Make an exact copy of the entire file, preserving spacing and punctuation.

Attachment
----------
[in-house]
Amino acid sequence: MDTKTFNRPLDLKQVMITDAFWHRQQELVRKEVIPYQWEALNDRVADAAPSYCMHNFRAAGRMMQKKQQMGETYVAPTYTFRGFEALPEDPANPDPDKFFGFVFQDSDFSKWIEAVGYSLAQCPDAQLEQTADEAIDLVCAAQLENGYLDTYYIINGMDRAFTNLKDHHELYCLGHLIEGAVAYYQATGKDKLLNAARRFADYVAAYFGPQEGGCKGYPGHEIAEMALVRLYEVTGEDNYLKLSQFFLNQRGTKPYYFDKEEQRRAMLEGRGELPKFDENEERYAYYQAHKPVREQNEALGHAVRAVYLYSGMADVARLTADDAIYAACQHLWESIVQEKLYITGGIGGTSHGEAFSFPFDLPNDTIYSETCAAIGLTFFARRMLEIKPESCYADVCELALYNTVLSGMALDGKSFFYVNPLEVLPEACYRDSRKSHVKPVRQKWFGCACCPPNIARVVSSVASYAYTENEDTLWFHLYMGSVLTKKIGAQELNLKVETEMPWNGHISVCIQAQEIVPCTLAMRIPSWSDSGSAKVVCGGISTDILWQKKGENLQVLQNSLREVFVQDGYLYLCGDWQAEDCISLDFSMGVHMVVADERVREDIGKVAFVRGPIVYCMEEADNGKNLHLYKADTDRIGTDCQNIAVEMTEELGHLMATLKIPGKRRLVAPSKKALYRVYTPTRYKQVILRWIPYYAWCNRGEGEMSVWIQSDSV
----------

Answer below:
[in-house]
Amino acid sequence: MDTKTFNRPLDLKQVMITDAFWHRQQELVRKEVIPYQWEALNDRVADAAPSYCMHNFRAAGRMMQKKQQMGETYVAPTYTFRGFEALPEDPANPDPDKFFGFVFQDSDFSKWIEAVGYSLAQCPDAQLEQTADEAIDLVCAAQLENGYLDTYYIINGMDRAFTNLKDHHELYCLGHLIEGAVAYYQATGKDKLLNAARRFADYVAAYFGPQEGGCKGYPGHEIAEMALVRLYEVTGEDNYLKLSQFFLNQRGTKPYYFDKEEQRRAMLEGRGELPKFDENEERYAYYQAHKPVREQNEALGHAVRAVYLYSGMADVARLTADDAIYAACQHLWESIVQEKLYITGGIGGTSHGEAFSFPFDLPNDTIYSETCAAIGLTFFARRMLEIKPESCYADVCELALYNTVLSGMALDGKSFFYVNPLEVLPEACYRDSRKSHVKPVRQKWFGCACCPPNIARVVSSVASYAYTENEDTLWFHLYMGSVLTKKIGAQELNLKVETEMPWNGHISVCIQAQEIVPCTLAMRIPSWSDSGSAKVVCGGISTDILWQKKGENLQVLQNSLREVFVQDGYLYLCGDWQAEDCISLDFSMGVHMVVADERVREDIGKVAFVRGPIVYCMEEADNGKNLHLYKADTDRIGTDCQNIAVEMTEELGHLMATLKIPGKRRLVAPSKKALYRVYTPTRYKQVILRWIPYYAWCNRGEGEMSVWIQSDSV